The opinion of the court was delivered by: Chesler, U.S.D.J.
This matter comes before the Court on the motion for summary judgment filed by Defendants Montclair State University ("MSU"), John Vitiello, Joseph Marzullo, Walter Watkins, Dr. Timothy Carey, Walter Eddy, Theresa Geordino, Keesha Chavis, Joseph Fornarotto, Evrin Aya, and Robert Caputo (collectively "Defendants") [docket item no. 30]. Plaintiff has opposed this motion [docket item no. 37]. The Court requested, and the parties provided, supplemental briefing relating to whether MSU should be treated as an arm of the state for Eleventh Amendment immunity purposes. After consideration of the parties' briefing, the Court has determined that it will grant in part and deny in part Defendants' motion for summary judgment. In the following discussion, the Court gives its reasons for the decision.
The case arises from an employment dispute. Plaintiff, Zoilo Ventura is a 58 year old Hispanic male who has worked as a Senior Repairer at MSU. Mr. Ventura sought, and was denied, several promotions during his time at MSU. Plaintiff alleges that such denials were based on age and race/national origin discrimination. Plaintiff also alleges that after filing complaints both internally and to the Equal Employment Opportunity Commission ("EEOC") he faced retaliation from his co-workers.
Federal Rule of Civil Procedure 56(c) provides that summary judgment should be granted "if the pleadings, depositions, answers to interrogatories, and admissions on file, together with the affidavits, if any, show that there is no genuine issue as to any material fact and that the moving party is entitled to a judgment as a matter of law." Fed. R. Civ. P. 56(c); see also Anderson v. Liberty Lobby, Inc., 477 U.S. 242, 248 (1986); Kreschollek v. S. Stevedoring Co., 223 F.3d 202, 204 (3d Cir. 2000). In deciding a motion for summary judgment, a court must construe all facts and inferences in the light most favorable to the non-moving party. See Boyle v. Cnty. Allegheny Pa., 139 F.3d 386, 393 (3d Cir. 1998). The moving party bears the burden of establishing that no genuine issue of material fact remains. See Celotex Corp. v. Catrett, 477 U.S. 317, 322-23 (1986).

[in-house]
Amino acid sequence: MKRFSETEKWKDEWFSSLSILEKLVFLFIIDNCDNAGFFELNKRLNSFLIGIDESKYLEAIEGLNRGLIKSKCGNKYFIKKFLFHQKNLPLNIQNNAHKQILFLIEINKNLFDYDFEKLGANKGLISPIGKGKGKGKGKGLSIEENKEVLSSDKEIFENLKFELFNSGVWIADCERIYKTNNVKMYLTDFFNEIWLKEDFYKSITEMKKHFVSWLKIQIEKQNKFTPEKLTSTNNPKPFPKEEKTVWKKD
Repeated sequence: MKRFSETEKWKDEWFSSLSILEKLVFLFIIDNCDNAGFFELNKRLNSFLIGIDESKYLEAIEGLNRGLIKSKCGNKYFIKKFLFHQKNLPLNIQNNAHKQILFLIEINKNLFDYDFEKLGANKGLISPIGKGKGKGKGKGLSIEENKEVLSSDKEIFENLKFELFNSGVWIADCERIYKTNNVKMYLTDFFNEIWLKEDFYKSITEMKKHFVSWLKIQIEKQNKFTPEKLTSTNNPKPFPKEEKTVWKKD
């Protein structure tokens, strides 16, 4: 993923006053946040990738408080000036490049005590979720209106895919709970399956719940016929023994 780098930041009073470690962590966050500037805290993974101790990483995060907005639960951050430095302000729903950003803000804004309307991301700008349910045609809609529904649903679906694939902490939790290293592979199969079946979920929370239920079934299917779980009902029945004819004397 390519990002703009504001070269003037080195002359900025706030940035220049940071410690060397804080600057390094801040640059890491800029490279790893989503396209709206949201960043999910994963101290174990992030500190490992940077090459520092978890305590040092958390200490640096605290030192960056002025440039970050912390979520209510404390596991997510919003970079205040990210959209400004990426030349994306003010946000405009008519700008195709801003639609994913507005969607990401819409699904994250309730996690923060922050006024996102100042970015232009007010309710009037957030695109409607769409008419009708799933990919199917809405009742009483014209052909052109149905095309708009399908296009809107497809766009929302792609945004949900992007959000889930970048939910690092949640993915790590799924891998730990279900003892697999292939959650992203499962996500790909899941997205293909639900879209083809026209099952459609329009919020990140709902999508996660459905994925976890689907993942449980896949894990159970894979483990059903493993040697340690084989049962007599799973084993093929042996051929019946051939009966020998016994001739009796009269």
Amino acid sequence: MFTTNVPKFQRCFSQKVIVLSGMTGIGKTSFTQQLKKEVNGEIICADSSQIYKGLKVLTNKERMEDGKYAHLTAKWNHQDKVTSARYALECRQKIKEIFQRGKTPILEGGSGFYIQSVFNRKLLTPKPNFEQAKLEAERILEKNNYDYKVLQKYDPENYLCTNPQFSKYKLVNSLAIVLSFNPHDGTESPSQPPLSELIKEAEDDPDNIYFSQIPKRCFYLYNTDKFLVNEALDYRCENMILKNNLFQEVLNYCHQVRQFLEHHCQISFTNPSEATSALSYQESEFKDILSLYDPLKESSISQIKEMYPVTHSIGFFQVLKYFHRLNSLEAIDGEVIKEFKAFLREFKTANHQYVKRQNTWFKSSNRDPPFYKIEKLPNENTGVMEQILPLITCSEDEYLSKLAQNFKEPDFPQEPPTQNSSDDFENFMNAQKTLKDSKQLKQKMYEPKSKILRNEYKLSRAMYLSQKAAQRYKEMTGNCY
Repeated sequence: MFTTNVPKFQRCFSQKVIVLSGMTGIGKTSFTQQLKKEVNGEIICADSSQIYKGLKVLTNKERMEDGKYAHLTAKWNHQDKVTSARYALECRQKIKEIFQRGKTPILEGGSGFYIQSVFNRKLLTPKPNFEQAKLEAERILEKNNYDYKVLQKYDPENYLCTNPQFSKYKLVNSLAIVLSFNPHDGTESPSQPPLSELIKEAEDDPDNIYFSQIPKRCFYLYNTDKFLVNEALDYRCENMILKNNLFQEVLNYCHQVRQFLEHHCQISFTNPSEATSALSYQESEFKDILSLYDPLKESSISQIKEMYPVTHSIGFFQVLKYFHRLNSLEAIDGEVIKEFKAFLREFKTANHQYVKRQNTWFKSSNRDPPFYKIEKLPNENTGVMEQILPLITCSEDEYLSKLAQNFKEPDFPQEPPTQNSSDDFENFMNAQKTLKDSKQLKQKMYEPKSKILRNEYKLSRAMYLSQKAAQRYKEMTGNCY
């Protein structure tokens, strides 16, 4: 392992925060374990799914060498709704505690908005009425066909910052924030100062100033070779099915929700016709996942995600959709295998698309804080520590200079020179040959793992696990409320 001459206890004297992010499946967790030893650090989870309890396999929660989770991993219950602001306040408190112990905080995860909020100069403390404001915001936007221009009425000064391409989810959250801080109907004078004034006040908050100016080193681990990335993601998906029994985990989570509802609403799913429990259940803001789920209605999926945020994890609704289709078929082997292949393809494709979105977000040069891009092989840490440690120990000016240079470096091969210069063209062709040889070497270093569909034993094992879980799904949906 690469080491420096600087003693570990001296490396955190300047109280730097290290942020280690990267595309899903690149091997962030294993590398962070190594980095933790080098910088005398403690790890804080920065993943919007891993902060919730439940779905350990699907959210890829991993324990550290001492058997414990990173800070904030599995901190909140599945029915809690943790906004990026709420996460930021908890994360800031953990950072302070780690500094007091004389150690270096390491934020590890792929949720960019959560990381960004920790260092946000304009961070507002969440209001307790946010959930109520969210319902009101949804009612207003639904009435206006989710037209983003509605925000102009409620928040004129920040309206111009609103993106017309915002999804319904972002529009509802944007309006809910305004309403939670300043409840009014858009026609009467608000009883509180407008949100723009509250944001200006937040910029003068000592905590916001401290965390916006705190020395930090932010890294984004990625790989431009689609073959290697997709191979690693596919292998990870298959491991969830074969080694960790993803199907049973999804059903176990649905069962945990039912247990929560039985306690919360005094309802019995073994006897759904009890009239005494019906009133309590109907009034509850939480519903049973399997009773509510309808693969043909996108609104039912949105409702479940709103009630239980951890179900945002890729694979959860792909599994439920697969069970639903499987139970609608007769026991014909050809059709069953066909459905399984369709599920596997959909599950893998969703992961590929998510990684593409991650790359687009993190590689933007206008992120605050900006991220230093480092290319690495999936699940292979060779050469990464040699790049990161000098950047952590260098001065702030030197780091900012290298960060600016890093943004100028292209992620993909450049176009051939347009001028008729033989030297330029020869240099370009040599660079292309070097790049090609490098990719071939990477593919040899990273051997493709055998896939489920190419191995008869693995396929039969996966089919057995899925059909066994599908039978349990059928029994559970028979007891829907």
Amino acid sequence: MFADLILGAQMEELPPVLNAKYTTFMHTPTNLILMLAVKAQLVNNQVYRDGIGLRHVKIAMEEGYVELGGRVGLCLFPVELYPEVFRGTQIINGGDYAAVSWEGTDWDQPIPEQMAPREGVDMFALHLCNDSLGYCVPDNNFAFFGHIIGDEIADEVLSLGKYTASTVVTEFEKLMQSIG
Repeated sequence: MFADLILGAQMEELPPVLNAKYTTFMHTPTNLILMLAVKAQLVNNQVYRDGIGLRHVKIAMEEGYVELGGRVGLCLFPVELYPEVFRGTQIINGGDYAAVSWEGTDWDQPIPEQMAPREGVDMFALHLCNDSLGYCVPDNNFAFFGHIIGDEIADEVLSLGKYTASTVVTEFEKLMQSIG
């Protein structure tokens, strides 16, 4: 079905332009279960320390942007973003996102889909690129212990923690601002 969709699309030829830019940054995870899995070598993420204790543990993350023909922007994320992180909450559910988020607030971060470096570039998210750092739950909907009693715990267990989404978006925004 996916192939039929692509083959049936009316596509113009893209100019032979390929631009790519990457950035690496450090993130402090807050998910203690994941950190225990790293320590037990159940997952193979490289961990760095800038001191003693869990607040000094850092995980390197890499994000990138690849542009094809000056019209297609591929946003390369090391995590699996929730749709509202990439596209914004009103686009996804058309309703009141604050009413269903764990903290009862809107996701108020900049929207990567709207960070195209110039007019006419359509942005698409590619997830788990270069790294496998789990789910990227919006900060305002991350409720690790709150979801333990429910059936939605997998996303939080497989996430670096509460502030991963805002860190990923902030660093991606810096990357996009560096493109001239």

Once the moving party has properly supported its showing of no triable issue of fact and of an entitlement to judgment as a matter of law, the non-moving party "must do more than simply show that there is some metaphysical doubt as to material facts." Matsushita, 475 U.S. at 586; see also Anderson, 477 U.S. at 247-48. Pursuant to Federal Rule of Civil Procedure 56(e), the non-moving party must "go beyond the pleadings and by [its] own affidavits, or by the 'depositions, answers to interrogatories, and admissions on file,' designate 'specific facts showing that there is a genuine issue for trial.'" Celotex, 477 U.S. at 324; Big Apple BMW, Inc. v. BMW of N. Am., Inc., 974 F.2d 1358, 1363 (3d Cir. 1992) ("to raise a genuine issue of material fact . . . the [non-moving party] need not match, item for item, each piece of evidence proffered by the movant," but rather "must exceed the 'mere scintilla' threshold"), cert. denied, 507 U.S. 912 (1993)).